“No. I wanted to know. It was I that wanted to begin a kind of a Beehive—like Miss Craydocke’s. Would you care if it was turned quite into a Beehive, finally?”
Hazel evidently meant to settle the furthest peradventure, now she had begun.
“Ask your mother to show you the deed. ’To Frances Ripwinkley, her heirs and assigns,’—that’s you and Diana,—’for their use and behoof, forever.’ I’ve no more to do with it.”
“‘Use, and behoof,’” said Hazel, slowly. And then she turned the leaves of the great Worcester that lay upon the study table, and found “Behoof.”
“‘Profit,—gain,—benefit;’ then that’s what you meant; that we should make as much more of it as we could. That’s what I think, Uncle Titus. I’m glad you put ’behoof in.”
“They always put it in, child!”
“Do they? Well, then, they don’t always work it out!” and Hazel laughed.
At that, Mr. Oldways pulled off his spectacles, looked sharp at Hazel with two sharp, brown eyes,—set near together, Hazel noticed for the first time, like Desire’s,—let the keenness turn gradually into a twinkle, suffered the muscles that had held his lips so grim to relax, and laughed too; his peculiar, up-and-down shake of a laugh, in which head and shoulders made the motions, as if he were a bottle, and there were a joke inside of him which was to be well mixed up to be thoroughly enjoyed.
“Go home to your mother, jade-hopper!” he said, when he had done; “and tell her I’m coming round to-night, to tea, amongst your bumble-bees and your lilies!”
WITH ALL ONE’S MIGHT.
Let the grapes be ever so sweet, and hang in plenty ever so low, there is always a fair bunch out of reach.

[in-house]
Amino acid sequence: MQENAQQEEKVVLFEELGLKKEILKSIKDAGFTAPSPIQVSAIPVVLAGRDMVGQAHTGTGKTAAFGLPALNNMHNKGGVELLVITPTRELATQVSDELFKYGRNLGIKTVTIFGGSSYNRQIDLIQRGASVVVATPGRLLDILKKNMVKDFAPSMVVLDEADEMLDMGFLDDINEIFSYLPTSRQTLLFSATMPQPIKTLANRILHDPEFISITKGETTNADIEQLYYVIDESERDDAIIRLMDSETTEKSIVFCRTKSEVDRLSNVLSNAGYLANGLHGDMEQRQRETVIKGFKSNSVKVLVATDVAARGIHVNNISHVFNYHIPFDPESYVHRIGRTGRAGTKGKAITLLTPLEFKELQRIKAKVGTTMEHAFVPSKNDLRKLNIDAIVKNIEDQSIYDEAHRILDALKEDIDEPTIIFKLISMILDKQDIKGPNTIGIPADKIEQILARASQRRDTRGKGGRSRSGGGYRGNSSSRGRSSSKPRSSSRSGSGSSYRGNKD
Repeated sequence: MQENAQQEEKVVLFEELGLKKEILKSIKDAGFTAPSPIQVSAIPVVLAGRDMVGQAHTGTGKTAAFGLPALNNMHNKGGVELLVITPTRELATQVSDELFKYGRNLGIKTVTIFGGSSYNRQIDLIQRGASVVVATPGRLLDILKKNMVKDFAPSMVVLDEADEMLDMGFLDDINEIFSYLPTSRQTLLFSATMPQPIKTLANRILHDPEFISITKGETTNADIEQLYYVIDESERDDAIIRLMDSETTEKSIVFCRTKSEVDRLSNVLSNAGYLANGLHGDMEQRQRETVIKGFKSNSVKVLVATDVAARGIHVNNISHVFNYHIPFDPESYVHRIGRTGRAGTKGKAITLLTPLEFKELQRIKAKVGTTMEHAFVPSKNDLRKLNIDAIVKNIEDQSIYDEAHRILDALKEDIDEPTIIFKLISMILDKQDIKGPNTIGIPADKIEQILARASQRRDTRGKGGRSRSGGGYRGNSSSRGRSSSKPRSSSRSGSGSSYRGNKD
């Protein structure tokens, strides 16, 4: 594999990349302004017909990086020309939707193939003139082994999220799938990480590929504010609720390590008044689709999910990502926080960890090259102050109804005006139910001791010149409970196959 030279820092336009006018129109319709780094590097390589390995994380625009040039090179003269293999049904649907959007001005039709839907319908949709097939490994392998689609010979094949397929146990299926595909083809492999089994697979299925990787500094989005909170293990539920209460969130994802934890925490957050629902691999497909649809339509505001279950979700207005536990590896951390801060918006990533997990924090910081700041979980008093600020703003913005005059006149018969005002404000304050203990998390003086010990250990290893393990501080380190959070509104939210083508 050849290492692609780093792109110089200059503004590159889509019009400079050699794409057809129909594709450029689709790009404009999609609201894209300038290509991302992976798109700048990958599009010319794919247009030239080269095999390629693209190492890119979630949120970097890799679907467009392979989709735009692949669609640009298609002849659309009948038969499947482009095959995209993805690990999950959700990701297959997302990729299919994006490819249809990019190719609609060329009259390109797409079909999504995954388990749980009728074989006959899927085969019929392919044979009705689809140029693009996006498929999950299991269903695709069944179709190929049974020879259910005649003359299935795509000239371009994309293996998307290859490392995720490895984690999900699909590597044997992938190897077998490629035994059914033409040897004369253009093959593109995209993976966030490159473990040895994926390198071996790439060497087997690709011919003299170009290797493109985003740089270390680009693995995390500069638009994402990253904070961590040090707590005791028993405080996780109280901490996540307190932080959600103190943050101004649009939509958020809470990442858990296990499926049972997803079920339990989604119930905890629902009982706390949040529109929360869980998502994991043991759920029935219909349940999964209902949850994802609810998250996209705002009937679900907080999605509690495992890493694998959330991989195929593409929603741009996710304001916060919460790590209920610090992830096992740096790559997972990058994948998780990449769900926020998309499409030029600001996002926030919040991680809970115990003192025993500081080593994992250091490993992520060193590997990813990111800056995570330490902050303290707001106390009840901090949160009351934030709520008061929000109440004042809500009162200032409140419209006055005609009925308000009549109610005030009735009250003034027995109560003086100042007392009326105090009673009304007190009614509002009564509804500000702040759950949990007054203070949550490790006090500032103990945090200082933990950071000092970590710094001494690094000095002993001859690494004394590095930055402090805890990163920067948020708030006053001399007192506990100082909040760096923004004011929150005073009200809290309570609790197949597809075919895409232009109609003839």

Mrs. Ledwith longed, now, to go to Europe.
At any rate, she was eager to have her daughters go. But, after just one year, to take what her Uncle Oldways had given her, in return for her settling herself near him, and unsettle herself, and go off to the other side of the world! Besides, what he had given her would not do it. That was the rub, after all. What was two thousand a year, now-a-days? Nothing is anything, now-a-days. And it takes everything to do almost nothing.
The Ledwiths were just as much pinched now as they were before they ever heard from Uncle Oldways. People with unlimited powers of expansion always are pinched; it is good for them; one of the saving laws of nature that keeps things decently together.
Yet, in the pink room of a morning, and in the mellow-tinted drawing-room of an evening, it was getting to be the subject oftenest discussed. It was that to which they directed the combined magnetism of the family will; everything was brought to bear upon it; Bridget’s going away on Monday morning, leaving the clothes in the tubs, the strike-price of coal, and the overcharge of the grocer; Florence’s music, Helena’s hopeless distress over French and German; even Desire’s listlessness and fidgets; most of all Mrs. Megilp’s plans, which were ripening towards this long coveted end. She and Glossy really thought they should go this winter.